We had found some tumba the day before, so we knew we could find it again. It’s pretty difficult stuff to get this time of year because it is too warm outside to make it. We didn’t have anything else to do that day since the temple and yak cheese factory turned out to be closed, so we decided to take the rest of the day off and get drunk. Tika and I went to a tiny little teashop and each ordered our own tumba. The shop owner and her two friends were in the shop gossiping and eating dry flour and salt in between sips of salty Tibetan yak butter tea. After a few hours, it went from just being Tika and I drinking, to at least fifteen other guides, porters, and foreigners drinking tumba and roxy, eating dried then fried yak meat with timor (the most delicious peppercorn on earth), and singing all the songs we could think of. I couldn’t think of a better way to spend an afternoon.
The trekking was fantastic, despite the pain. Now I know that I am in fact capable of walking long distances,as long as I”m going up not down though, which makes all of the pain I experienced worth it. If any of you are planning on coming to Nepal to go trekking I have a few recommendations and guide book corrections.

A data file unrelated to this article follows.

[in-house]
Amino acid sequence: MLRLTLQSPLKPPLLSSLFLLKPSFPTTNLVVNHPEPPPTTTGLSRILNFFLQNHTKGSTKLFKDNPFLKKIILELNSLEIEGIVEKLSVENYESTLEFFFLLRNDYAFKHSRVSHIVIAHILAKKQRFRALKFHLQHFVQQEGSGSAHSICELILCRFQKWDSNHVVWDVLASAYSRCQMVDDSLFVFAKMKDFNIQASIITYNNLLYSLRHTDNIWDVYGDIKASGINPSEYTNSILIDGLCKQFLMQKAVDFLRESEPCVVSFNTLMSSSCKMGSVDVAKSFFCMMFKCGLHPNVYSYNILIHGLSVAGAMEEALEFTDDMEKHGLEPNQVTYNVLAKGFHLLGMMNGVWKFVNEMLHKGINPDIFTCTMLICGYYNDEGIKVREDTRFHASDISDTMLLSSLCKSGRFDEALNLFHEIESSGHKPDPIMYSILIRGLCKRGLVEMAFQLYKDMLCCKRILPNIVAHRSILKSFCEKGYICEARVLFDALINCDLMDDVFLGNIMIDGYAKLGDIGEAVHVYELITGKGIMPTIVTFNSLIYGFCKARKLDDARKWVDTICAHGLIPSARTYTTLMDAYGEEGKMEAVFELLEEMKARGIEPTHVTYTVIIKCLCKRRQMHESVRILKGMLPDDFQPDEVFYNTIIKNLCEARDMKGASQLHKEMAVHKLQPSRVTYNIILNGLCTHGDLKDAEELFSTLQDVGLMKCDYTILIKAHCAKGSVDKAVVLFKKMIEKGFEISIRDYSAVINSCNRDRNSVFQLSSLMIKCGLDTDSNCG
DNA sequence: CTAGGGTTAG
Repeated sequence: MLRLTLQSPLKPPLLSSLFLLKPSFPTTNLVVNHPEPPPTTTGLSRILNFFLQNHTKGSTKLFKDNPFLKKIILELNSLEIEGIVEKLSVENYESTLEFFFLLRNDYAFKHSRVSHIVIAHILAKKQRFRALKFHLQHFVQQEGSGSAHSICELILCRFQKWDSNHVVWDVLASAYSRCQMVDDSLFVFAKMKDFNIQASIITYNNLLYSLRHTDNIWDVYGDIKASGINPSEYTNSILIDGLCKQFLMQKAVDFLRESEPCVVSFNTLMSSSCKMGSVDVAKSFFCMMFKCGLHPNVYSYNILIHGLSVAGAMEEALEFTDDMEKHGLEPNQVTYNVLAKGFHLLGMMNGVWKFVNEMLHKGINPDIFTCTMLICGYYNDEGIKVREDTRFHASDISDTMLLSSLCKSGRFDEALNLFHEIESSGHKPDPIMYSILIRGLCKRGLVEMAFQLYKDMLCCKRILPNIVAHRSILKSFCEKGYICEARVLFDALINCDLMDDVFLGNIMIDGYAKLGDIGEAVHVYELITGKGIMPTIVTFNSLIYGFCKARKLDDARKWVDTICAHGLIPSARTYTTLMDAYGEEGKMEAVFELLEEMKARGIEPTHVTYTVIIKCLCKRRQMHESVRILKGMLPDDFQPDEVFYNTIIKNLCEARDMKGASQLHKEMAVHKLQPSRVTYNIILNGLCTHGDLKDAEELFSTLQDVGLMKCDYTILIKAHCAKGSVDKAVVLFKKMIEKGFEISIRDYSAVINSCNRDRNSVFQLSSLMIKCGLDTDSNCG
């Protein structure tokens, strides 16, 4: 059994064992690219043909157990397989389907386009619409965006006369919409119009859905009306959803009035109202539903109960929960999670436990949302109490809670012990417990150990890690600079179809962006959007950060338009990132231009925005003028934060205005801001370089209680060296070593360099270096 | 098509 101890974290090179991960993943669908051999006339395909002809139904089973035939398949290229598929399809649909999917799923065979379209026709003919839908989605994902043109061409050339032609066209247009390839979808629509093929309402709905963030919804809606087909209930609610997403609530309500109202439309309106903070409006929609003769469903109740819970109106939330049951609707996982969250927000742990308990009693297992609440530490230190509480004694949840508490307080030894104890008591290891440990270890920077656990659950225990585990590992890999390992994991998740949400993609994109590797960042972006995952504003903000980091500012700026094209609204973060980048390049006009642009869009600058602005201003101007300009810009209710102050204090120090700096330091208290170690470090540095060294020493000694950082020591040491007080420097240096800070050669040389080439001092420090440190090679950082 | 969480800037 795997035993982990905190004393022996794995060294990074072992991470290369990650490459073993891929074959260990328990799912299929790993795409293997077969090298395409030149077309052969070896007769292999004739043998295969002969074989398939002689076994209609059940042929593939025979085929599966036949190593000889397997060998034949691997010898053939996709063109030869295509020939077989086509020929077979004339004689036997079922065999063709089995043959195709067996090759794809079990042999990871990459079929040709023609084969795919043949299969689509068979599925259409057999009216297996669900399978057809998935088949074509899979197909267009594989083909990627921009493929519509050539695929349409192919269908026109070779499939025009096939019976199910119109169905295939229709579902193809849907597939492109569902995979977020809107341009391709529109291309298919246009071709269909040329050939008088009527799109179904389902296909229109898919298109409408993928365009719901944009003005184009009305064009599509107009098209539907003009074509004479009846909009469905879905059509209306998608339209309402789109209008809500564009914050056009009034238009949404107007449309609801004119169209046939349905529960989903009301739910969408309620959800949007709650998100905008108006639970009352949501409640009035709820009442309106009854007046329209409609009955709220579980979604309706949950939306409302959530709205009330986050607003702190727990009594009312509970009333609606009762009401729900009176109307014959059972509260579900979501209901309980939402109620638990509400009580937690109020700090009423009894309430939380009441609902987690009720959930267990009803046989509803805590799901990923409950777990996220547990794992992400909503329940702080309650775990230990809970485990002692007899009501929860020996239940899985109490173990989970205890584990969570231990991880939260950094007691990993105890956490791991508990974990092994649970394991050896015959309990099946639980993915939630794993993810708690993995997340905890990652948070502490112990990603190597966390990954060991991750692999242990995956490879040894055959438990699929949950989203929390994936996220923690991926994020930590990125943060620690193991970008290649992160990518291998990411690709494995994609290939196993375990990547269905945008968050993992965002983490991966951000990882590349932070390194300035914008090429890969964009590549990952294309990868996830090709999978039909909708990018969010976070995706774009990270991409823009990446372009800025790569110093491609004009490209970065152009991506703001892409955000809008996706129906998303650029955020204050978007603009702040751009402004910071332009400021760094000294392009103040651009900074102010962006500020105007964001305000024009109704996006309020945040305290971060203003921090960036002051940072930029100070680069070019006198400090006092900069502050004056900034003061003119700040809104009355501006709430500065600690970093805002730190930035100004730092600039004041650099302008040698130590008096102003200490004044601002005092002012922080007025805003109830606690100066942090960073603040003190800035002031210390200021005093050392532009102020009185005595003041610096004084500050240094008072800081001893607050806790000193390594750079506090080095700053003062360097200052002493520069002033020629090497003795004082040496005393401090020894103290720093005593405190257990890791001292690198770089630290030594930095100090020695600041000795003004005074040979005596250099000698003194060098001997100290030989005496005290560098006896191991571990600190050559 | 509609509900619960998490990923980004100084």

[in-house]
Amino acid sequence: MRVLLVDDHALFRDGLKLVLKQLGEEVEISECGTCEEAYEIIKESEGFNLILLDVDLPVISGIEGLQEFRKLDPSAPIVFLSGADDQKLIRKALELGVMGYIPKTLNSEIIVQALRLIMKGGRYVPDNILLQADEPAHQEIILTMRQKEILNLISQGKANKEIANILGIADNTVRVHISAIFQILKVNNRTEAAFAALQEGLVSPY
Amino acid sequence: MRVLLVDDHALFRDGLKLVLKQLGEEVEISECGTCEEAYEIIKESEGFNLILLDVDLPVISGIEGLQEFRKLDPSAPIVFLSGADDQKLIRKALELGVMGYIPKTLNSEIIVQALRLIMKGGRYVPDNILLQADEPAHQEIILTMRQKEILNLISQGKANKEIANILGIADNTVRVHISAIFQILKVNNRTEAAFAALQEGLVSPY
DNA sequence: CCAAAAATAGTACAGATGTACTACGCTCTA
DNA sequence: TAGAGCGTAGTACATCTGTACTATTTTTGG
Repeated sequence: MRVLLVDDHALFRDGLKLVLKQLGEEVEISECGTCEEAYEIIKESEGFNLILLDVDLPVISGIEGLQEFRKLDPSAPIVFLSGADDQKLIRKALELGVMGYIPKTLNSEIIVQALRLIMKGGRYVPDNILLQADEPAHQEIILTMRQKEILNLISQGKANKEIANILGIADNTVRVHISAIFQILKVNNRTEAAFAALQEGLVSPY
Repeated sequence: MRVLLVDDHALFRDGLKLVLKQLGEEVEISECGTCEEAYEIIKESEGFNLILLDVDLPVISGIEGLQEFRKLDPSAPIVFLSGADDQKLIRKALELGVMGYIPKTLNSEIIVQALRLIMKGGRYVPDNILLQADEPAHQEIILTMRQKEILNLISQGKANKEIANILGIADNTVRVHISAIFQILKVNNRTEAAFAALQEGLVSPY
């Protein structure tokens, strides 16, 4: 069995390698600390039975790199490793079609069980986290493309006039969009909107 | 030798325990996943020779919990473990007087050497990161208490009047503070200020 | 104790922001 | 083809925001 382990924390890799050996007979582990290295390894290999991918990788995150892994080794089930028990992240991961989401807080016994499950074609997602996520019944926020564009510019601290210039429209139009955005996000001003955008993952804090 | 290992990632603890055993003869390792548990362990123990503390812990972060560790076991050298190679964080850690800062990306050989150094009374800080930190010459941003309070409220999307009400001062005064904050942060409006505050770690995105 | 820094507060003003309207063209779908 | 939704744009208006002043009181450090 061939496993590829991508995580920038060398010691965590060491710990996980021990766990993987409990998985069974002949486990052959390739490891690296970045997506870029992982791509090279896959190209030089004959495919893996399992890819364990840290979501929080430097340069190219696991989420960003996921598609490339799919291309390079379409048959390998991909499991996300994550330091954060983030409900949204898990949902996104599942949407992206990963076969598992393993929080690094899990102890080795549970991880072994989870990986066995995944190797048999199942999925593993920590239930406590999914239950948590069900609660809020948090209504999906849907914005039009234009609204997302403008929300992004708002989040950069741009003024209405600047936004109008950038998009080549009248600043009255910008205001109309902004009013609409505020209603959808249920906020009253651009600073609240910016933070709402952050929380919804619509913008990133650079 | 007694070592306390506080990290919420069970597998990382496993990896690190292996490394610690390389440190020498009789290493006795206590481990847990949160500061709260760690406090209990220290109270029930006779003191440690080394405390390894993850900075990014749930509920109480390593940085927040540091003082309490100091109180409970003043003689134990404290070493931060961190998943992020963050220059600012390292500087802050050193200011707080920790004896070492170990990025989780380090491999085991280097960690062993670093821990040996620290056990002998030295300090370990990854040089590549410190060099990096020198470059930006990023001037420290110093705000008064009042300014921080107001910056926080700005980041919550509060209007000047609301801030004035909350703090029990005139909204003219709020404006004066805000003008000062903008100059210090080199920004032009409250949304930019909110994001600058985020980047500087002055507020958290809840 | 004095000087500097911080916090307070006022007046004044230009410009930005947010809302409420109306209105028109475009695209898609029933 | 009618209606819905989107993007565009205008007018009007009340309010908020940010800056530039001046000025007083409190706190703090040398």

The guide books are wrong about prices for almost everything. A good wage for a guide is around 15USD a day and for a porter it’s about 12USD per day. You can do treks on your own, but you’ll learn a lot more about culture and see a lot more wildlife if you hire a guide. I expected to do most of the trekking without a guide, but quickly came to realize that almost everyone here hires a guide and does so through a tour company. If you hire a porter, make sure that the company has a limit for how many bags one porter carries. More than two massive backpacks or duffel bags for someone around my size is cruel, so make sure to ask the tour company what their policy is before you book a tour with them. And lastly, if you need a good guide, my guide and new friend Tika is absolutely wonderful. He comes with my highest recommendations. He’s by far one of the most fantastic people I’ve met in the past six months and I feel like he is part of my family now. So please, please, please ask me for his information if you are planning on coming to Nepal.